Find people who are smarter than you, ask a lot of questions, read a lot of business and self-help books, and create your “mentor board of directors” to help bounce ideas off and learn from. One example of this was when I wanted to do an Iron Man triathlon, but I had no past experience of doing them. I found the two fittest people in town. One of them, Mike Swan, owned a physical therapy business in town and the other, Peter Park, owned a private gym in Montecito. I asked them to coach me, and then I started interning at their facilities. I shadowed them everywhere they went, taking a lot of notes and asking questions. I originally wanted to become a physical therapist, but after working at the two facilities and seeing the differences in the businesses, I decided that I would rather do personal training. I learned so much from them that I was able to build my business shortly after that.
What is one lifestyle trend that excites you?
I’m excited that people are having the opportunity to create a better work/life balance. Especially now with COVID, it is even more import to create healthy work boundaries and a space to work out at home.
Who has been the biggest influence in your life and why?
I have been fortunate to have three men that have been great influences in my life.
Andy Puzder: I met him by training his kids and his wife. He was super-intelligent, a lawyer and CEO of Carl’s Jr. for a number of years, and he’s a big political contributor as well. He always knows what to say and how to say it. He came from nothing and built a huge life for himself. He’s like family to me. He and his wife are my kids’ godparents. They’ve always been there through the good and bad.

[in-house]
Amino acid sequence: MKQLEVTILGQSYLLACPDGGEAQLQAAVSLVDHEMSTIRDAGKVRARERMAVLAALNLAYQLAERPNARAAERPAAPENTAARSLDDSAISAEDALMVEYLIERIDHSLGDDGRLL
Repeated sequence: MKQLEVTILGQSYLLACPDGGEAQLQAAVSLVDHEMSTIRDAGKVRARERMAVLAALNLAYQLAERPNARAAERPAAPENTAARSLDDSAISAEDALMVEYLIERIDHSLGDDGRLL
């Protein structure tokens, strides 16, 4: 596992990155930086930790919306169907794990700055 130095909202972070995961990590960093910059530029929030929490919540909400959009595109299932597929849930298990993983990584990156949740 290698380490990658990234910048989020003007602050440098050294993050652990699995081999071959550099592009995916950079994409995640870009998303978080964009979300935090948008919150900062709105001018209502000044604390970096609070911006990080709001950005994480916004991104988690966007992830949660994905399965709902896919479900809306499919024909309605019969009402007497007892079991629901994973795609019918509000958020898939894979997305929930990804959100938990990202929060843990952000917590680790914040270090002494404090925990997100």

Greg Renker: The co-founder of the company Guthy-Renker. His company creates infomercials and Proactive was one of their products. I trained his kids. They travel all over the world, and I handle their training sessions over Zoom. He hangs out with even smarter people than him because he wants to learn from them. It’s good to be humble and know you’re never the smartest person in the room. He’s always reading two or three books a week.
Ed Snider: One of the first people I started training. He passed away recently but he was the founder of the Philadelphia Flyers and Comcast Spectator. He was a referral of one of my mentors, and he was one of the people that told me to go out on my own. He encouraged me to put it all on the line and go for it.
What’s one of the biggest life lessons you’ve learned?
Talk less and listen more.
What do you think it is that makes you/someone successful?
Routine. I moved out of my house at 15, and I think the only way I survived was creating a routine. I knew a great many things had to be done for me to eat that day. You have to put the time in and create a plan and stick to it or you won’t succeed. Routine creates a balance where you can stay in line and accomplish everything you need to.
How do you stay motivated?
My kids and my wife keep me motivated, especially now with COVID. I don’t want to take too many things for granted. Everything I do is to support them.
What legacy do you hope to leave behind?
I want to be an awesome parent and husband and eventually a grandparent. I always want to go out of my way to help people. I want to have enough money to support my family and lifestyle but also give back to my community. I don’t need a plaque or a statue. I just want a simple life and to raise my family correctly.